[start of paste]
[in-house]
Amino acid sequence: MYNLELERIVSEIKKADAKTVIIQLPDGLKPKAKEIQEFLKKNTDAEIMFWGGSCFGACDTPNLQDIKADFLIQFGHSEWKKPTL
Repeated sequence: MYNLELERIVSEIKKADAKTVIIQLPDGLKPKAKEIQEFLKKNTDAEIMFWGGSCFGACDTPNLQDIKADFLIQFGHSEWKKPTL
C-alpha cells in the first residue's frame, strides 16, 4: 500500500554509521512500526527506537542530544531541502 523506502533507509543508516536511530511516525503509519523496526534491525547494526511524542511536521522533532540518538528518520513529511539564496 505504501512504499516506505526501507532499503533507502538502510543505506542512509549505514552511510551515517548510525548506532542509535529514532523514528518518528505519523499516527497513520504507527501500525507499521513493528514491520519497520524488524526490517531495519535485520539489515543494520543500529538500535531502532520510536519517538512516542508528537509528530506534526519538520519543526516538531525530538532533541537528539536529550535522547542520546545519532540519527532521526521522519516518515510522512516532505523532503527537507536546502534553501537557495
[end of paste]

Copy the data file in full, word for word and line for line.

[in-house]
Amino acid sequence: MYNLELERIVSEIKKADAKTVIIQLPDGLKPKAKEIQEFLKKNTDAEIMFWGGSCFGACDTPNLQDIKADFLIQFGHSEWKKPTL
Repeated sequence: MYNLELERIVSEIKKADAKTVIIQLPDGLKPKAKEIQEFLKKNTDAEIMFWGGSCFGACDTPNLQDIKADFLIQFGHSEWKKPTL
C-alpha cells in the first residue's frame, strides 16, 4: 500500500554509521512500526527506537542530544531541502 523506502533507509543508516536511530511516525503509519523496526534491525547494526511524542511536521522533532540518538528518520513529511539564496 505504501512504499516506505526501507532499503533507502538502510543505506542512509549505514552511510551515517548510525548506532542509535529514532523514528518518528505519523499516527497513520504507527501500525507499521513493528514491520519497520524488524526490517531495519535485520539489515543494520543500529538500535531502532520510536519517538512516542508528537509528530506534526519538520519543526516538531525530538532533541537528539536529550535522547542520546545519532540519527532521526521522519516518515510522512516532505523532503527537507536546502534553501537557495